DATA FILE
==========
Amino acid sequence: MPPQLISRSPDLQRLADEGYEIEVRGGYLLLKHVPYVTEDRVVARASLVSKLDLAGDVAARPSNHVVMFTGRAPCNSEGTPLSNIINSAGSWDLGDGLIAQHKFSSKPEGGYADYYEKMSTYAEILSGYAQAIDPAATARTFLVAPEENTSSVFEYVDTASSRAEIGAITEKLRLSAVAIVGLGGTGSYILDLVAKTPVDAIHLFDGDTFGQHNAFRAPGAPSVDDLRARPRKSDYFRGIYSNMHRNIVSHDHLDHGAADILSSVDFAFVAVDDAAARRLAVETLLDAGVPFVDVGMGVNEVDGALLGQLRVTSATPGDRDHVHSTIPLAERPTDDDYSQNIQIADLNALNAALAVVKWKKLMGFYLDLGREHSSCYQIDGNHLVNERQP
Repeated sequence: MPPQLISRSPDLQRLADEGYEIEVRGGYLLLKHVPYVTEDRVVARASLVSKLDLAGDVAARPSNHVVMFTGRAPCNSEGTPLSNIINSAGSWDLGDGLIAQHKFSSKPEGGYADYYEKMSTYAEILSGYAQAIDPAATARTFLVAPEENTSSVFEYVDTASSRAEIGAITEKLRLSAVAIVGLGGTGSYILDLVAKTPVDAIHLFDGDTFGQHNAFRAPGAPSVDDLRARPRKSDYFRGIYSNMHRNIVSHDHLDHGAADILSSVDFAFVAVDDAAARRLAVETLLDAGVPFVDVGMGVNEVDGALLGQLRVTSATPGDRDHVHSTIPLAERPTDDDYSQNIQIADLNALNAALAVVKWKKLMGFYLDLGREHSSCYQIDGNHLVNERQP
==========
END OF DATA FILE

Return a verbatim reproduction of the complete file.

Amino acid sequence: MPPQLISRSPDLQRLADEGYEIEVRGGYLLLKHVPYVTEDRVVARASLVSKLDLAGDVAARPSNHVVMFTGRAPCNSEGTPLSNIINSAGSWDLGDGLIAQHKFSSKPEGGYADYYEKMSTYAEILSGYAQAIDPAATARTFLVAPEENTSSVFEYVDTASSRAEIGAITEKLRLSAVAIVGLGGTGSYILDLVAKTPVDAIHLFDGDTFGQHNAFRAPGAPSVDDLRARPRKSDYFRGIYSNMHRNIVSHDHLDHGAADILSSVDFAFVAVDDAAARRLAVETLLDAGVPFVDVGMGVNEVDGALLGQLRVTSATPGDRDHVHSTIPLAERPTDDDYSQNIQIADLNALNAALAVVKWKKLMGFYLDLGREHSSCYQIDGNHLVNERQP
Repeated sequence: MPPQLISRSPDLQRLADEGYEIEVRGGYLLLKHVPYVTEDRVVARASLVSKLDLAGDVAARPSNHVVMFTGRAPCNSEGTPLSNIINSAGSWDLGDGLIAQHKFSSKPEGGYADYYEKMSTYAEILSGYAQAIDPAATARTFLVAPEENTSSVFEYVDTASSRAEIGAITEKLRLSAVAIVGLGGTGSYILDLVAKTPVDAIHLFDGDTFGQHNAFRAPGAPSVDDLRARPRKSDYFRGIYSNMHRNIVSHDHLDHGAADILSSVDFAFVAVDDAAARRLAVETLLDAGVPFVDVGMGVNEVDGALLGQLRVTSATPGDRDHVHSTIPLAERPTDDDYSQNIQIADLNALNAALAVVKWKKLMGFYLDLGREHSSCYQIDGNHLVNERQP